but i think it could be the cable compatibility since u likely want to plug XLR to XLR not coaxial( i have no knowledge on this issue,but it likely be this)
      • January 2, 2011
    • newlin83
      newlin83 The pre-post switch is used to determine where in the signal chain the signal for the digital output should be tapped. I should be able to record either way, pre or post EQ.

      Also, I've read the manual and I understand that the digital out is for recording, I just don't understand for what type of a recording situation this would be ideal since in no recording situation have I used a digital output like this, it's always been an analog connection.

      Also, I can't run from XLR to XLR because that would be running from a digital output on the RH450 (XLR) to an analog input (XLR) on the interface. The XLR to coaxial cable is used to run from a digital output on the amp (XLR) to digital input on the interface (coaxial).

      I still need to know how to set the level since digital inputs don't have any trim knobs. I have different basses with different outputs and the signal going to my DAW will be different depending on how I set the EQ and volume on my bass.
      • January 2, 2011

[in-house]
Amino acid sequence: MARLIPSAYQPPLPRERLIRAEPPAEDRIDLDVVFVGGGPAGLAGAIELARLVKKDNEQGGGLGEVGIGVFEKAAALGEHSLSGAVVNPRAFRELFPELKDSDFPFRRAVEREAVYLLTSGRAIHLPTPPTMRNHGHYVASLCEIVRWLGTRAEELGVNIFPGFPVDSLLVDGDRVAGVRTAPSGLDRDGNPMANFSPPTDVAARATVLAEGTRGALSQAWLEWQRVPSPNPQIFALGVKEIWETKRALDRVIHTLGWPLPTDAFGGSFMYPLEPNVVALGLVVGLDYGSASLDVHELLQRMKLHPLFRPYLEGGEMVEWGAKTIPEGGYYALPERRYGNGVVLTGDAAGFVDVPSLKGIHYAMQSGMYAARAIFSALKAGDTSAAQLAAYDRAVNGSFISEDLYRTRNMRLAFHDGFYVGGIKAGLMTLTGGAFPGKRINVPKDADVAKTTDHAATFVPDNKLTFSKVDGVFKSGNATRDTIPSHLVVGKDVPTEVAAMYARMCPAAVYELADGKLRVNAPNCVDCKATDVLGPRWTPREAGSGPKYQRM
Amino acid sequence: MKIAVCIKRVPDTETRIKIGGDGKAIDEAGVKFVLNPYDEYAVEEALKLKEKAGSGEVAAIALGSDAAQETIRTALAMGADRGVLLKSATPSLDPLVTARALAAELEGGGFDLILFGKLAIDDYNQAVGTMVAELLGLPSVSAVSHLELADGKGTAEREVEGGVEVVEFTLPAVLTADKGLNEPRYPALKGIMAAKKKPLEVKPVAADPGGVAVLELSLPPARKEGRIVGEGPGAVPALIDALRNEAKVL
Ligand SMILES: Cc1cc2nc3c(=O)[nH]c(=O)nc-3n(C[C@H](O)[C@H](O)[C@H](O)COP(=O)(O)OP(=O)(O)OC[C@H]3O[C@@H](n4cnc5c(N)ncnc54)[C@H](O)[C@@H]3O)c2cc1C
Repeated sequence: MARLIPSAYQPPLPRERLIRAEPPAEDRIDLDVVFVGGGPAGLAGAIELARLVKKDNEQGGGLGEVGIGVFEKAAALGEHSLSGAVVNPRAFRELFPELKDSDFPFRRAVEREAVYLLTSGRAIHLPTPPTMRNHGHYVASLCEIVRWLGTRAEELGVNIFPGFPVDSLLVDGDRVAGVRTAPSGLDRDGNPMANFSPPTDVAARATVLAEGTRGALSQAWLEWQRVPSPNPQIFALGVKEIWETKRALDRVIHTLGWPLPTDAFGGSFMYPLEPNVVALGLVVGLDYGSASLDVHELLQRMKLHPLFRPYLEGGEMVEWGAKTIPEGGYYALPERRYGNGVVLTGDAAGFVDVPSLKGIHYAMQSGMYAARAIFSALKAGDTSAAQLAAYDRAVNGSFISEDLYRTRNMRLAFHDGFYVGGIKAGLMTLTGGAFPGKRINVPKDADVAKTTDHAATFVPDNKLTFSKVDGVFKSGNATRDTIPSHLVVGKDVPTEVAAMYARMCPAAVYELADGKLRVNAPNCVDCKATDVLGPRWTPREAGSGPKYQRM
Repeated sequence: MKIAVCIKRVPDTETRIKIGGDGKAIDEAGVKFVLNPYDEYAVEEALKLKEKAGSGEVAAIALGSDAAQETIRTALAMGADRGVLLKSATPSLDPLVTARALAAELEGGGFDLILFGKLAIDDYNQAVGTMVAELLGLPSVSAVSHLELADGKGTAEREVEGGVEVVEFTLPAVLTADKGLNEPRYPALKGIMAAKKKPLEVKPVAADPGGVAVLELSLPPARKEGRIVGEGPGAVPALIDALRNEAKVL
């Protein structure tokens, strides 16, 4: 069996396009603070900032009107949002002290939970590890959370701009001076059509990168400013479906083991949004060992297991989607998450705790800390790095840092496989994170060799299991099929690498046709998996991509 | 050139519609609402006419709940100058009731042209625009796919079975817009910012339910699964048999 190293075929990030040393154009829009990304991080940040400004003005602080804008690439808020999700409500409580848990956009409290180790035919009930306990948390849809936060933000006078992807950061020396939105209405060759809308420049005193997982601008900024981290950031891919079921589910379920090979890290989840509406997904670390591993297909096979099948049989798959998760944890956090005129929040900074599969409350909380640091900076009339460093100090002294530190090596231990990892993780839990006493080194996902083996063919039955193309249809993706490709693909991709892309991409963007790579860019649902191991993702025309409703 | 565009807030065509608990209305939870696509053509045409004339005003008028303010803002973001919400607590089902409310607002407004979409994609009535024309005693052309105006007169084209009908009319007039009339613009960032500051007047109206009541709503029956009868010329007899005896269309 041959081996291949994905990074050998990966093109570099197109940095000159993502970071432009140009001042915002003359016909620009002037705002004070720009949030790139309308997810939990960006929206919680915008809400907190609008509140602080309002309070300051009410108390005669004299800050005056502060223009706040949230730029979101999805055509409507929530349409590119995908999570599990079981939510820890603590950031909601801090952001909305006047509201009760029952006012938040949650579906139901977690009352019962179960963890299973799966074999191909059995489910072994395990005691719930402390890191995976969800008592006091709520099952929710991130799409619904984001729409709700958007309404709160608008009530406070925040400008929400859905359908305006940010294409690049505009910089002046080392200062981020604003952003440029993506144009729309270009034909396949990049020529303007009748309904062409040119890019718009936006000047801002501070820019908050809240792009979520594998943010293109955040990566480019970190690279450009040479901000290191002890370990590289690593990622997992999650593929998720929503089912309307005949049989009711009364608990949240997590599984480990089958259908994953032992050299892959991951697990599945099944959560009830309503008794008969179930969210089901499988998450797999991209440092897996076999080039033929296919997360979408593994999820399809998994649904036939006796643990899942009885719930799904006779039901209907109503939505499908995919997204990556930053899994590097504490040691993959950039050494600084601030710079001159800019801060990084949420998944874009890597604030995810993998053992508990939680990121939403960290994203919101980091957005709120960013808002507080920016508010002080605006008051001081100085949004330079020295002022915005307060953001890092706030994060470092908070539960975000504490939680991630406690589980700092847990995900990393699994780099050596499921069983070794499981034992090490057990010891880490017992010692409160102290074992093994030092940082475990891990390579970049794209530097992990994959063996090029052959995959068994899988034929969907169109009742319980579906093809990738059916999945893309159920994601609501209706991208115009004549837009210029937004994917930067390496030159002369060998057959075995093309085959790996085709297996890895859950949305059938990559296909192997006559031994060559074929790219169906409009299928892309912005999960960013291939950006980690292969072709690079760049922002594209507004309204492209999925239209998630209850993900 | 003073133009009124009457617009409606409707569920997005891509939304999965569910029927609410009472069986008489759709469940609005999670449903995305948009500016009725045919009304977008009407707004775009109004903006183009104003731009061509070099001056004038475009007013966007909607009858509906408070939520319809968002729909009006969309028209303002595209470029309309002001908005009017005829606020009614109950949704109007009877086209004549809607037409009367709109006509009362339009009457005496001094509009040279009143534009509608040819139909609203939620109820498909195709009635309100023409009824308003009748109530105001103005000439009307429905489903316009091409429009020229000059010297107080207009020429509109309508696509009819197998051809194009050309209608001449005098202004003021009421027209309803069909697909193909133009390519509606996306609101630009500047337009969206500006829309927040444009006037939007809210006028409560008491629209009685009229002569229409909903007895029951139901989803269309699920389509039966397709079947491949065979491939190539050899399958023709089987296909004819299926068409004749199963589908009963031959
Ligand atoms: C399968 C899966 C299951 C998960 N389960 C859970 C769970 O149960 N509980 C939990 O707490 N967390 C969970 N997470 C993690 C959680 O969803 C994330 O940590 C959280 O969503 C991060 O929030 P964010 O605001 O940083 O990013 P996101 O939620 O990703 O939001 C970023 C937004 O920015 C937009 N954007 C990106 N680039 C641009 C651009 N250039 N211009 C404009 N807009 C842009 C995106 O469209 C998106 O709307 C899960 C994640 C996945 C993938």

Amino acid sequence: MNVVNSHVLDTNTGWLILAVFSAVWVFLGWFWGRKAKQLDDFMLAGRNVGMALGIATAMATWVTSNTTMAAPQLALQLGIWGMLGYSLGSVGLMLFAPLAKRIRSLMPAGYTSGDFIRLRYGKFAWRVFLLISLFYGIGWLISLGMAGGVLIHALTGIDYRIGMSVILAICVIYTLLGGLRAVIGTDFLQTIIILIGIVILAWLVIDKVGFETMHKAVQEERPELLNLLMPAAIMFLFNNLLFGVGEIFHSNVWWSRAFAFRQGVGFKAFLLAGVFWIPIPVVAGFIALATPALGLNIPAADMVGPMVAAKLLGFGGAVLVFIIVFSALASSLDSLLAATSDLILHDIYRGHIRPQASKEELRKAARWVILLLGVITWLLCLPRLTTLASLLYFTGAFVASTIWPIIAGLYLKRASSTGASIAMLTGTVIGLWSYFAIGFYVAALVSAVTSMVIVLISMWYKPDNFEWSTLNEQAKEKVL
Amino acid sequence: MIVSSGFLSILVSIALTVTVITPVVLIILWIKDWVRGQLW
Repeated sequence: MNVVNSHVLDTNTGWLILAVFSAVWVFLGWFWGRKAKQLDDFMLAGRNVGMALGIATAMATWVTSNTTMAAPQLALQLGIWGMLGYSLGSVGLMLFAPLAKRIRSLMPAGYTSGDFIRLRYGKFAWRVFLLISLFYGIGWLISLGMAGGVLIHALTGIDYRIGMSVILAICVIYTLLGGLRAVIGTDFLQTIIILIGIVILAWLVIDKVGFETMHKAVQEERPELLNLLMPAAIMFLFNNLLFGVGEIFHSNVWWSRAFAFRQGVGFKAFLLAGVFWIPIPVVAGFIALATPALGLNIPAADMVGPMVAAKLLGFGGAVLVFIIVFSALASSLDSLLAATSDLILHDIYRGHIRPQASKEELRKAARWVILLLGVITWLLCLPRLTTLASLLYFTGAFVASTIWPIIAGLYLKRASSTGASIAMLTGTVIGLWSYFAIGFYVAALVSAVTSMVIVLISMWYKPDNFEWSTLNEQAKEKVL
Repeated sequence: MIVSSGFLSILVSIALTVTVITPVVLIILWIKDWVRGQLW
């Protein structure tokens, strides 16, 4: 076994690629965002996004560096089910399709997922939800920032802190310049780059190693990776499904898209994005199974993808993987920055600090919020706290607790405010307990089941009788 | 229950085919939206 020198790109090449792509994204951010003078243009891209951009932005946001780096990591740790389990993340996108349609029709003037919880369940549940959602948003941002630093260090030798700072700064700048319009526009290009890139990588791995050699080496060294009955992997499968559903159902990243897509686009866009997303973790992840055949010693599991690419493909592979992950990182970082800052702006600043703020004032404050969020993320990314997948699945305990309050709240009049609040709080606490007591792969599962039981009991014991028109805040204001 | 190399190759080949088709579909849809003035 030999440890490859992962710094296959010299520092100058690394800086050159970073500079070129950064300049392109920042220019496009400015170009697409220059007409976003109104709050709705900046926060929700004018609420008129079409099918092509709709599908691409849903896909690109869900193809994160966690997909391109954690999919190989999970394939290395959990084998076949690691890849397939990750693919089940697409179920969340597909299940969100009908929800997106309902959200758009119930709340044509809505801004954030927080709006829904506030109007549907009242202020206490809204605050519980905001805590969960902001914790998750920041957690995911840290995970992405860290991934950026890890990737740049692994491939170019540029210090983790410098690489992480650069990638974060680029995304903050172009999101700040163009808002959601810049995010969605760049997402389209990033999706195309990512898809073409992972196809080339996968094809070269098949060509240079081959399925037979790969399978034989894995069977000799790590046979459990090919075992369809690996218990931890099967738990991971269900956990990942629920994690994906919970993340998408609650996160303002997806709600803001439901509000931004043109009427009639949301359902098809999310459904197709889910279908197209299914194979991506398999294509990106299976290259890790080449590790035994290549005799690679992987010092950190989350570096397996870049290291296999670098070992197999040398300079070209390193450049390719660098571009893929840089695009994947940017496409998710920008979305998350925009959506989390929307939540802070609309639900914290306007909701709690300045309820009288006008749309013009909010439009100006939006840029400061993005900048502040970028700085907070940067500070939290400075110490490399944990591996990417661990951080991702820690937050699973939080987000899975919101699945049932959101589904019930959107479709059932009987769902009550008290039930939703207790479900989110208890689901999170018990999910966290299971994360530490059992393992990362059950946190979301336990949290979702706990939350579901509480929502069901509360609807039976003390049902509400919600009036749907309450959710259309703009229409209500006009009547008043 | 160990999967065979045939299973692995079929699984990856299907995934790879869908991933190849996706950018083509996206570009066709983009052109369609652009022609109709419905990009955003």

• newlin83
      CBrown I've been using the digital output of my RH450 for a few months now. I purchased a digital cable kinda like this one but a little longer:

      The female XLR end obviously goes to the RH450. The RCA end goes into the S/PDIF RCA digital input of my MOTU 828MkII audio interface. I use Digital Performer and the level of the digital signal is controlled using the software that came with the interface.

      I use the digital output because when I record, I prefer to bypass the A/D converter in my MOTU interface and use the built-in A/D converter in the RH450 (which sounds better to my ear). Hope this helps.

      Chuck Brown from Bass Emporium
      • January 18, 2011
  • lofijunkie
    Contributor - Level 1
    Hi Guy´s,

    i´m using a SWR Goliath III 8 Ohm with my brandnew RH450, but now i´ve got some questions:

    - Power Rating is 450 watts/4 ohm, but how much is the power rating with 8 ohm cabs?
    - How can i achieve 4 ohm?
    - Is there a big (Sound) difference between 4 and 8 ohm?

    What do you think?

    Thanx for your reply,
    0 4,708
    • lofijunkie
      CBrown Hi Lofijunkie,

      I own and love the RH450. I use one 4 ohm 4x10 cab. I don't know what the output at 8 ohms would be. Since the SWR has parallel jacks, you can achieve 4 ohms by hooking another 8 ohm speaker to the other jack of the Goliath in parallel. The head "sees" the two cabs as a single 4 ohm load. I work at Bass Emporium and I've put 4 and 8 ohm versions of the same brand's 4x10's side by side. No noticeable increase in volume. Two 8 ohm 4x10's will always be louder than one equivalent 4 ohm. Hope this helps.

      CBrown from Bass Emporium
      • January 18, 2011
  • paddybass
    Contributor - Level 2
    Hi All, anyone on here got any info on makers of soft covers in UK for TC bass gear?

    Many thanks.